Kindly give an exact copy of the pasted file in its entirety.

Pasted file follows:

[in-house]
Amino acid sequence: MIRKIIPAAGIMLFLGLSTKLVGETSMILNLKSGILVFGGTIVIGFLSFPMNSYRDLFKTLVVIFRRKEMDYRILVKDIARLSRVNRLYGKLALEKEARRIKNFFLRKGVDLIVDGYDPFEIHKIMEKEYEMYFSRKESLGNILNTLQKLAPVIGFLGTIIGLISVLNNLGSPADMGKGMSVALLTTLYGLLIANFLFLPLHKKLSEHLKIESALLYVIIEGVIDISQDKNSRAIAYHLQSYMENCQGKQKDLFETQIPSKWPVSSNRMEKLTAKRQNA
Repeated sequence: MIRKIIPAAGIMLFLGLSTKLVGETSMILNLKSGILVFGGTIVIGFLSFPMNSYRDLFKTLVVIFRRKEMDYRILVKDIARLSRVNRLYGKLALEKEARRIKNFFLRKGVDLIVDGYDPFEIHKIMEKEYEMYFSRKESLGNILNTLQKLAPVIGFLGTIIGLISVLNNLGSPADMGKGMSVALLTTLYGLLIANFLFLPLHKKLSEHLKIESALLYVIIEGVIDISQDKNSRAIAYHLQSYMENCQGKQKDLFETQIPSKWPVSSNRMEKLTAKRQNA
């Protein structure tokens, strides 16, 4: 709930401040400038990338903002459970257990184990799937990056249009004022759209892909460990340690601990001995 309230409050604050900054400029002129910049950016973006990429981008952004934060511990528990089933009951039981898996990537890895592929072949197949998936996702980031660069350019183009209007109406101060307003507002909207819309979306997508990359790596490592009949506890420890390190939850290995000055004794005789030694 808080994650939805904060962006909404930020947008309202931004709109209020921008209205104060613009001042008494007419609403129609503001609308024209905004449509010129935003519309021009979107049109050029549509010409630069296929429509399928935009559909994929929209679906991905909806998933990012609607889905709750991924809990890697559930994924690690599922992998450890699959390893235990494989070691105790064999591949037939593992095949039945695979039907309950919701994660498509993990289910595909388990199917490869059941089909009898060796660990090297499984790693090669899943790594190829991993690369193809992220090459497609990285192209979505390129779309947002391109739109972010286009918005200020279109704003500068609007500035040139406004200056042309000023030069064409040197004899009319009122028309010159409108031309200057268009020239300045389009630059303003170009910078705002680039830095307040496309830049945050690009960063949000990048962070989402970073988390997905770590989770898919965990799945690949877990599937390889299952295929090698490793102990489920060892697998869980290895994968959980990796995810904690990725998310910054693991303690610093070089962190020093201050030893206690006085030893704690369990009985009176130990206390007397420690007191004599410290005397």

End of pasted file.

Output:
[in-house]
Amino acid sequence: MIRKIIPAAGIMLFLGLSTKLVGETSMILNLKSGILVFGGTIVIGFLSFPMNSYRDLFKTLVVIFRRKEMDYRILVKDIARLSRVNRLYGKLALEKEARRIKNFFLRKGVDLIVDGYDPFEIHKIMEKEYEMYFSRKESLGNILNTLQKLAPVIGFLGTIIGLISVLNNLGSPADMGKGMSVALLTTLYGLLIANFLFLPLHKKLSEHLKIESALLYVIIEGVIDISQDKNSRAIAYHLQSYMENCQGKQKDLFETQIPSKWPVSSNRMEKLTAKRQNA
Repeated sequence: MIRKIIPAAGIMLFLGLSTKLVGETSMILNLKSGILVFGGTIVIGFLSFPMNSYRDLFKTLVVIFRRKEMDYRILVKDIARLSRVNRLYGKLALEKEARRIKNFFLRKGVDLIVDGYDPFEIHKIMEKEYEMYFSRKESLGNILNTLQKLAPVIGFLGTIIGLISVLNNLGSPADMGKGMSVALLTTLYGLLIANFLFLPLHKKLSEHLKIESALLYVIIEGVIDISQDKNSRAIAYHLQSYMENCQGKQKDLFETQIPSKWPVSSNRMEKLTAKRQNA
């Protein structure tokens, strides 16, 4: 709930401040400038990338903002459970257990184990799937990056249009004022759209892909460990340690601990001995 309230409050604050900054400029002129910049950016973006990429981008952004934060511990528990089933009951039981898996990537890895592929072949197949998936996702980031660069350019183009209007109406101060307003507002909207819309979306997508990359790596490592009949506890420890390190939850290995000055004794005789030694 808080994650939805904060962006909404930020947008309202931004709109209020921008209205104060613009001042008494007419609403129609503001609308024209905004449509010129935003519309021009979107049109050029549509010409630069296929429509399928935009559909994929929209679906991905909806998933990012609607889905709750991924809990890697559930994924690690599922992998450890699959390893235990494989070691105790064999591949037939593992095949039945695979039907309950919701994660498509993990289910595909388990199917490869059941089909009898060796660990090297499984790693090669899943790594190829991993690369193809992220090459497609990285192209979505390129779309947002391109739109972010286009918005200020279109704003500068609007500035040139406004200056042309000023030069064409040197004899009319009122028309010159409108031309200057268009020239300045389009630059303003170009910078705002680039830095307040496309830049945050690009960063949000990048962070989402970073988390997905770590989770898919965990799945690949877990599937390889299952295929090698490793102990489920060892697998869980290895994968959980990796995810904690990725998310910054693991303690610093070089962190020093201050030893206690006085030893704690369990009985009176130990206390007397420690007191004599410290005397």